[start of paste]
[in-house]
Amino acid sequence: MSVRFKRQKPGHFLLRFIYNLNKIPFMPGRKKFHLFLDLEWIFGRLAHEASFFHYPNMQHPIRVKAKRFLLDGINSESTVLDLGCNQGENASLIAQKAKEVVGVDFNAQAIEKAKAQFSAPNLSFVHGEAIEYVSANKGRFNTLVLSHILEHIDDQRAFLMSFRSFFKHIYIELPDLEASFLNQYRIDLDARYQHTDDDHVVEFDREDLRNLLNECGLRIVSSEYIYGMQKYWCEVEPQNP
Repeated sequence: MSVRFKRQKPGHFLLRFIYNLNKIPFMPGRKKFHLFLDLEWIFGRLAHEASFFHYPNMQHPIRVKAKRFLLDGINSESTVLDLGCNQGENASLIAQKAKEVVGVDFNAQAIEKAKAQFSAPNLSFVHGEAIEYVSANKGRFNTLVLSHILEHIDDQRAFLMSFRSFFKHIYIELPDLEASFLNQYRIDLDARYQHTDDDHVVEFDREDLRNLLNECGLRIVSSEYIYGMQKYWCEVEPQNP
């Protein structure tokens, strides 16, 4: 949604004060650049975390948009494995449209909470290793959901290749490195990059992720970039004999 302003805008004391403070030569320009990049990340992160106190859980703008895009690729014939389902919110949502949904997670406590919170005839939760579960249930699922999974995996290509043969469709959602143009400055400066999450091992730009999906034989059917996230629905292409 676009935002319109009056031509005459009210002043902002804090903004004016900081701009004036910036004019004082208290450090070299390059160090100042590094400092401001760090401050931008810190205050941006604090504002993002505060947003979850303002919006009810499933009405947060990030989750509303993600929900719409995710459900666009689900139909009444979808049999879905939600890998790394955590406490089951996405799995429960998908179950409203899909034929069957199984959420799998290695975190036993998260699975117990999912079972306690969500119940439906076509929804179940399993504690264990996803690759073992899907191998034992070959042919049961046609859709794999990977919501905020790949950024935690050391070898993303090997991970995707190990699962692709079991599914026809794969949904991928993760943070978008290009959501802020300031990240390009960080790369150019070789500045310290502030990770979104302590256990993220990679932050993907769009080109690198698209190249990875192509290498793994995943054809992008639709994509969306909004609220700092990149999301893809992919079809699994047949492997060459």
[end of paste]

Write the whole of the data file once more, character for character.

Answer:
[in-house]
Amino acid sequence: MSVRFKRQKPGHFLLRFIYNLNKIPFMPGRKKFHLFLDLEWIFGRLAHEASFFHYPNMQHPIRVKAKRFLLDGINSESTVLDLGCNQGENASLIAQKAKEVVGVDFNAQAIEKAKAQFSAPNLSFVHGEAIEYVSANKGRFNTLVLSHILEHIDDQRAFLMSFRSFFKHIYIELPDLEASFLNQYRIDLDARYQHTDDDHVVEFDREDLRNLLNECGLRIVSSEYIYGMQKYWCEVEPQNP
Repeated sequence: MSVRFKRQKPGHFLLRFIYNLNKIPFMPGRKKFHLFLDLEWIFGRLAHEASFFHYPNMQHPIRVKAKRFLLDGINSESTVLDLGCNQGENASLIAQKAKEVVGVDFNAQAIEKAKAQFSAPNLSFVHGEAIEYVSANKGRFNTLVLSHILEHIDDQRAFLMSFRSFFKHIYIELPDLEASFLNQYRIDLDARYQHTDDDHVVEFDREDLRNLLNECGLRIVSSEYIYGMQKYWCEVEPQNP
């Protein structure tokens, strides 16, 4: 949604004060650049975390948009494995449209909470290793959901290749490195990059992720970039004999 302003805008004391403070030569320009990049990340992160106190859980703008895009690729014939389902919110949502949904997670406590919170005839939760579960249930699922999974995996290509043969469709959602143009400055400066999450091992730009999906034989059917996230629905292409 676009935002319109009056031509005459009210002043902002804090903004004016900081701009004036910036004019004082208290450090070299390059160090100042590094400092401001760090401050931008810190205050941006604090504002993002505060947003979850303002919006009810499933009405947060990030989750509303993600929900719409995710459900666009689900139909009444979808049999879905939600890998790394955590406490089951996405799995429960998908179950409203899909034929069957199984959420799998290695975190036993998260699975117990999912079972306690969500119940439906076509929804179940399993504690264990996803690759073992899907191998034992070959042919049961046609859709794999990977919501905020790949950024935690050391070898993303090997991970995707190990699962692709079991599914026809794969949904991928993760943070978008290009959501802020300031990240390009960080790369150019070789500045310290502030990770979104302590256990993220990679932050993907769009080109690198698209190249990875192509290498793994995943054809992008639709994509969306909004609220700092990149999301893809992919079809699994047949492997060459």